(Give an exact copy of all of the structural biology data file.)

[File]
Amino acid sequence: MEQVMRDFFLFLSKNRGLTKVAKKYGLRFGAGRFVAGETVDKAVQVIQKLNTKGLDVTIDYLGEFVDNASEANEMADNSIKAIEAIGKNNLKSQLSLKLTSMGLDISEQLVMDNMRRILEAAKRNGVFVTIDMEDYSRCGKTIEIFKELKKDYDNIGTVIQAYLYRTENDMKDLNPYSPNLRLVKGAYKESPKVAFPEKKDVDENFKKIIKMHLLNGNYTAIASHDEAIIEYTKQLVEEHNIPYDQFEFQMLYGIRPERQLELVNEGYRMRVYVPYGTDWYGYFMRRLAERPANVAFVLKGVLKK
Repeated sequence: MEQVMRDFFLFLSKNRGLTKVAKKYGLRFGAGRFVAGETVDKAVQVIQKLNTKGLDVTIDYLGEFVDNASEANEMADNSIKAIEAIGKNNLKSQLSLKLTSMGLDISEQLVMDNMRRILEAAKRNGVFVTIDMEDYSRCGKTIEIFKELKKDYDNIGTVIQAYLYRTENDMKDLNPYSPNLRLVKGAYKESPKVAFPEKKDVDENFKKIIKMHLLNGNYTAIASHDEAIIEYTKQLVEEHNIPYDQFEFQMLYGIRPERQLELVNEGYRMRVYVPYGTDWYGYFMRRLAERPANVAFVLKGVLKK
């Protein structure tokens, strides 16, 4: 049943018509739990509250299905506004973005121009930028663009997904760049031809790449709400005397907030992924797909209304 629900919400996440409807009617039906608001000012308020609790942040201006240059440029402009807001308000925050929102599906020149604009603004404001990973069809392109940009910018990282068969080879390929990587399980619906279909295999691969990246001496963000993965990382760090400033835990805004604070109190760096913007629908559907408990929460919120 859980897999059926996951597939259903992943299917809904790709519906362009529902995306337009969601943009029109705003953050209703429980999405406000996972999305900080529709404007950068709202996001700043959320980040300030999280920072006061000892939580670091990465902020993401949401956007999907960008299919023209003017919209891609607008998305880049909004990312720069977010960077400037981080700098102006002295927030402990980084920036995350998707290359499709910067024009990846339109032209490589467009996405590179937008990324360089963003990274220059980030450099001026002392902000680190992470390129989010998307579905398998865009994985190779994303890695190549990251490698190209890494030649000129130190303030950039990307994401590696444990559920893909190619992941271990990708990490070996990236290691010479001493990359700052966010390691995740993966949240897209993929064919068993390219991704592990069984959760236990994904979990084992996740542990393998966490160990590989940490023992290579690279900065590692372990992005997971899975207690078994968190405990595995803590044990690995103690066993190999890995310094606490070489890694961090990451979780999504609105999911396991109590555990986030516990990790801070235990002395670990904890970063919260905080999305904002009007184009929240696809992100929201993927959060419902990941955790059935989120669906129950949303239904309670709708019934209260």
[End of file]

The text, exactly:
Amino acid sequence: MEQVMRDFFLFLSKNRGLTKVAKKYGLRFGAGRFVAGETVDKAVQVIQKLNTKGLDVTIDYLGEFVDNASEANEMADNSIKAIEAIGKNNLKSQLSLKLTSMGLDISEQLVMDNMRRILEAAKRNGVFVTIDMEDYSRCGKTIEIFKELKKDYDNIGTVIQAYLYRTENDMKDLNPYSPNLRLVKGAYKESPKVAFPEKKDVDENFKKIIKMHLLNGNYTAIASHDEAIIEYTKQLVEEHNIPYDQFEFQMLYGIRPERQLELVNEGYRMRVYVPYGTDWYGYFMRRLAERPANVAFVLKGVLKK
Repeated sequence: MEQVMRDFFLFLSKNRGLTKVAKKYGLRFGAGRFVAGETVDKAVQVIQKLNTKGLDVTIDYLGEFVDNASEANEMADNSIKAIEAIGKNNLKSQLSLKLTSMGLDISEQLVMDNMRRILEAAKRNGVFVTIDMEDYSRCGKTIEIFKELKKDYDNIGTVIQAYLYRTENDMKDLNPYSPNLRLVKGAYKESPKVAFPEKKDVDENFKKIIKMHLLNGNYTAIASHDEAIIEYTKQLVEEHNIPYDQFEFQMLYGIRPERQLELVNEGYRMRVYVPYGTDWYGYFMRRLAERPANVAFVLKGVLKK
């Protein structure tokens, strides 16, 4: 049943018509739990509250299905506004973005121009930028663009997904760049031809790449709400005397907030992924797909209304 629900919400996440409807009617039906608001000012308020609790942040201006240059440029402009807001308000925050929102599906020149604009603004404001990973069809392109940009910018990282068969080879390929990587399980619906279909295999691969990246001496963000993965990382760090400033835990805004604070109190760096913007629908559907408990929460919120 859980897999059926996951597939259903992943299917809904790709519906362009529902995306337009969601943009029109705003953050209703429980999405406000996972999305900080529709404007950068709202996001700043959320980040300030999280920072006061000892939580670091990465902020993401949401956007999907960008299919023209003017919209891609607008998305880049909004990312720069977010960077400037981080700098102006002295927030402990980084920036995350998707290359499709910067024009990846339109032209490589467009996405590179937008990324360089963003990274220059980030450099001026002392902000680190992470390129989010998307579905398998865009994985190779994303890695190549990251490698190209890494030649000129130190303030950039990307994401590696444990559920893909190619992941271990990708990490070996990236290691010479001493990359700052966010390691995740993966949240897209993929064919068993390219991704592990069984959760236990994904979990084992996740542990393998966490160990590989940490023992290579690279900065590692372990992005997971899975207690078994968190405990595995803590044990690995103690066993190999890995310094606490070489890694961090990451979780999504609105999911396991109590555990986030516990990790801070235990002395670990904890970063919260905080999305904002009007184009929240696809992100929201993927959060419902990941955790059935989120669906129950949303239904309670709708019934209260």